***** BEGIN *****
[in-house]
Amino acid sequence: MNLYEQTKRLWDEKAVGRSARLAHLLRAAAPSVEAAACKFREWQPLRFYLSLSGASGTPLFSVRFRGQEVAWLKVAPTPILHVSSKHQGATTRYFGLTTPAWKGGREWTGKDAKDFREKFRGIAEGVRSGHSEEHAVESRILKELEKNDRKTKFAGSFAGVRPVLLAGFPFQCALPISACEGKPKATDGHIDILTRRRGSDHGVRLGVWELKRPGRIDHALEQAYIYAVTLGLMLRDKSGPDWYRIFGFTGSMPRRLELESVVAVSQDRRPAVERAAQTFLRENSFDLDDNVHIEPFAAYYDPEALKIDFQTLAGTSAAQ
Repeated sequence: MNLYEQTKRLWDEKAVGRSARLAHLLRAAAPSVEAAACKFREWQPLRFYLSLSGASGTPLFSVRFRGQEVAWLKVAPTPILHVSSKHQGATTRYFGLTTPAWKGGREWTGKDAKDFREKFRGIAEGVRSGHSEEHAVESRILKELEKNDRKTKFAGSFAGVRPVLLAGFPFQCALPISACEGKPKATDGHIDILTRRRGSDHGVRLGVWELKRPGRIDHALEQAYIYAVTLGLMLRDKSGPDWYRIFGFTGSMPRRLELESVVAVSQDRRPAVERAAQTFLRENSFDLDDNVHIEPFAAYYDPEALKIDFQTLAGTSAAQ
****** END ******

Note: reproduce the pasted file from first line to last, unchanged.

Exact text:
[in-house]
Amino acid sequence: MNLYEQTKRLWDEKAVGRSARLAHLLRAAAPSVEAAACKFREWQPLRFYLSLSGASGTPLFSVRFRGQEVAWLKVAPTPILHVSSKHQGATTRYFGLTTPAWKGGREWTGKDAKDFREKFRGIAEGVRSGHSEEHAVESRILKELEKNDRKTKFAGSFAGVRPVLLAGFPFQCALPISACEGKPKATDGHIDILTRRRGSDHGVRLGVWELKRPGRIDHALEQAYIYAVTLGLMLRDKSGPDWYRIFGFTGSMPRRLELESVVAVSQDRRPAVERAAQTFLRENSFDLDDNVHIEPFAAYYDPEALKIDFQTLAGTSAAQ
Repeated sequence: MNLYEQTKRLWDEKAVGRSARLAHLLRAAAPSVEAAACKFREWQPLRFYLSLSGASGTPLFSVRFRGQEVAWLKVAPTPILHVSSKHQGATTRYFGLTTPAWKGGREWTGKDAKDFREKFRGIAEGVRSGHSEEHAVESRILKELEKNDRKTKFAGSFAGVRPVLLAGFPFQCALPISACEGKPKATDGHIDILTRRRGSDHGVRLGVWELKRPGRIDHALEQAYIYAVTLGLMLRDKSGPDWYRIFGFTGSMPRRLELESVVAVSQDRRPAVERAAQTFLRENSFDLDDNVHIEPFAAYYDPEALKIDFQTLAGTSAAQ